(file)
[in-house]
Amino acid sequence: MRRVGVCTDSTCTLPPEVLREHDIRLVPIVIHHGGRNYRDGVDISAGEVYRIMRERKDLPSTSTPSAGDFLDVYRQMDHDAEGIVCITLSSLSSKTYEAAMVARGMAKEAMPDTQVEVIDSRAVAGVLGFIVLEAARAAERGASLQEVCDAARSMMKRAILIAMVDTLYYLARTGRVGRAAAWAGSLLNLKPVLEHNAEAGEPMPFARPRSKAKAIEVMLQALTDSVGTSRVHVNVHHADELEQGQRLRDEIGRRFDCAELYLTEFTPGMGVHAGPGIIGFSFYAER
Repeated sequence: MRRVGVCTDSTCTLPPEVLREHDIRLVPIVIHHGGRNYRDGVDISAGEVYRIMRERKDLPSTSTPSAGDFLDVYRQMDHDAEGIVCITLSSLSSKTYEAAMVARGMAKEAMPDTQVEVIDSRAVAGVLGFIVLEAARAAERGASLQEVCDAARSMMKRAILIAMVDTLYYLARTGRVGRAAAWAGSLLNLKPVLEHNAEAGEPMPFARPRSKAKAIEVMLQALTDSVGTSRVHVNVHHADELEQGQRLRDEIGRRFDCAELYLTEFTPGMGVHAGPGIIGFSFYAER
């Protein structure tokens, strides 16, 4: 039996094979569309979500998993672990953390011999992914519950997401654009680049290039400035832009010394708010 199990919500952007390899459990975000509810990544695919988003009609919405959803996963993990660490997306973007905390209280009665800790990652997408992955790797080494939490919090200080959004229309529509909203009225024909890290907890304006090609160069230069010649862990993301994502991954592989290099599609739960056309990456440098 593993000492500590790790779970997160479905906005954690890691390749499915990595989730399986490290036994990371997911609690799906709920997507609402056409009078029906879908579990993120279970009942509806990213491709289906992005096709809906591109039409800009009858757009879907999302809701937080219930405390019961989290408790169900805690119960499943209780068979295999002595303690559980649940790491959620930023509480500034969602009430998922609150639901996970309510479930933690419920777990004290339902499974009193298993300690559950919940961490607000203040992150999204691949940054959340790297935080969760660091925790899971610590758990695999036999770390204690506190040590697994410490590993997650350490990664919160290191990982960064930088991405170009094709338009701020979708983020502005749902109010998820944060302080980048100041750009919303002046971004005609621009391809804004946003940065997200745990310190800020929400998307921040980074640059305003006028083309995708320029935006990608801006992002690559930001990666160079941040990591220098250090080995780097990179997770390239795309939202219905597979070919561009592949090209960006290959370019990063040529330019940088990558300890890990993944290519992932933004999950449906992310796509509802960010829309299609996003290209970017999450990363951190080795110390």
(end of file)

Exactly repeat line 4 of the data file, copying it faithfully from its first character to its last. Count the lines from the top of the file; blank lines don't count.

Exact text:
């Protein structure tokens, strides 16, 4: 039996094979569309979500998993672990953390011999992914519950997401654009680049290039400035832009010394708010 199990919500952007390899459990975000509810990544695919988003009609919405959803996963993990660490997306973007905390209280009665800790990652997408992955790797080494939490919090200080959004229309529509909203009225024909890290907890304006090609160069230069010649862990993301994502991954592989290099599609739960056309990456440098 593993000492500590790790779970997160479905906005954690890691390749499915990595989730399986490290036994990371997911609690799906709920997507609402056409009078029906879908579990993120279970009942509806990213491709289906992005096709809906591109039409800009009858757009879907999302809701937080219930405390019961989290408790169900805690119960499943209780068979295999002595303690559980649940790491959620930023509480500034969602009430998922609150639901996970309510479930933690419920777990004290339902499974009193298993300690559950919940961490607000203040992150999204691949940054959340790297935080969760660091925790899971610590758990695999036999770390204690506190040590697994410490590993997650350490990664919160290191990982960064930088991405170009094709338009701020979708983020502005749902109010998820944060302080980048100041750009919303002046971004005609621009391809804004946003940065997200745990310190800020929400998307921040980074640059305003006028083309995708320029935006990608801006992002690559930001990666160079941040990591220098250090080995780097990179997770390239795309939202219905597979070919561009592949090209960006290959370019990063040529330019940088990558300890890990993944290519992932933004999950449906992310796509509802960010829309299609996003290209970017999450990363951190080795110390």